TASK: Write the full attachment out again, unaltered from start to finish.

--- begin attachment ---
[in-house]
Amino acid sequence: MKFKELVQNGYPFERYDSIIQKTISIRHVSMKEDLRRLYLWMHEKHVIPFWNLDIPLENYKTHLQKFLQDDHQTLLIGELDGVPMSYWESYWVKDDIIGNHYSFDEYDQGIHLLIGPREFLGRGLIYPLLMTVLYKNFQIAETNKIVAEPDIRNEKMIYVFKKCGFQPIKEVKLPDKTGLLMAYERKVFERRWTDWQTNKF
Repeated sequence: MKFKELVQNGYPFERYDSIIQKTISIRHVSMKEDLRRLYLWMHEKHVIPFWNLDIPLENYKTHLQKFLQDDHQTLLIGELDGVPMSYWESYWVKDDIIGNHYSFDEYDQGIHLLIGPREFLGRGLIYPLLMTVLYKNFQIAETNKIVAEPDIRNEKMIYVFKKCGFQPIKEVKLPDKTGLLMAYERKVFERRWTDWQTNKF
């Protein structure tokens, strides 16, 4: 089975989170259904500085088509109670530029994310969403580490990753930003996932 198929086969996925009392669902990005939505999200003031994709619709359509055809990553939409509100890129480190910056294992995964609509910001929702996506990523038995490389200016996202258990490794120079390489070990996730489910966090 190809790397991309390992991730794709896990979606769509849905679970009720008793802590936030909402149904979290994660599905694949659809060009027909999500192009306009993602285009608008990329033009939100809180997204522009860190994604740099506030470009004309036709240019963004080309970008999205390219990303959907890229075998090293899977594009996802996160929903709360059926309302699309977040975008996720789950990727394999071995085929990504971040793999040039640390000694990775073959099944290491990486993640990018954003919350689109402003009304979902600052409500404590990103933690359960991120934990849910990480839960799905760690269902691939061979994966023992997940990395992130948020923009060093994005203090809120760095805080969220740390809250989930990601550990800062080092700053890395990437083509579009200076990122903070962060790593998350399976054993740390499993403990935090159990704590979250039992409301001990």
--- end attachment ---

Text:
[in-house]
Amino acid sequence: MKFKELVQNGYPFERYDSIIQKTISIRHVSMKEDLRRLYLWMHEKHVIPFWNLDIPLENYKTHLQKFLQDDHQTLLIGELDGVPMSYWESYWVKDDIIGNHYSFDEYDQGIHLLIGPREFLGRGLIYPLLMTVLYKNFQIAETNKIVAEPDIRNEKMIYVFKKCGFQPIKEVKLPDKTGLLMAYERKVFERRWTDWQTNKF
Repeated sequence: MKFKELVQNGYPFERYDSIIQKTISIRHVSMKEDLRRLYLWMHEKHVIPFWNLDIPLENYKTHLQKFLQDDHQTLLIGELDGVPMSYWESYWVKDDIIGNHYSFDEYDQGIHLLIGPREFLGRGLIYPLLMTVLYKNFQIAETNKIVAEPDIRNEKMIYVFKKCGFQPIKEVKLPDKTGLLMAYERKVFERRWTDWQTNKF
């Protein structure tokens, strides 16, 4: 089975989170259904500085088509109670530029994310969403580490990753930003996932 198929086969996925009392669902990005939505999200003031994709619709359509055809990553939409509100890129480190910056294992995964609509910001929702996506990523038995490389200016996202258990490794120079390489070990996730489910966090 190809790397991309390992991730794709896990979606769509849905679970009720008793802590936030909402149904979290994660599905694949659809060009027909999500192009306009993602285009608008990329033009939100809180997204522009860190994604740099506030470009004309036709240019963004080309970008999205390219990303959907890229075998090293899977594009996802996160929903709360059926309302699309977040975008996720789950990727394999071995085929990504971040793999040039640390000694990775073959099944290491990486993640990018954003919350689109402003009304979902600052409500404590990103933690359960991120934990849910990480839960799905760690269902691939061979994966023992997940990395992130948020923009060093994005203090809120760095805080969220740390809250989930990601550990800062080092700053890395990437083509579009200076990122903070962060790593998350399976054993740390499993403990935090159990704590979250039992409301001990």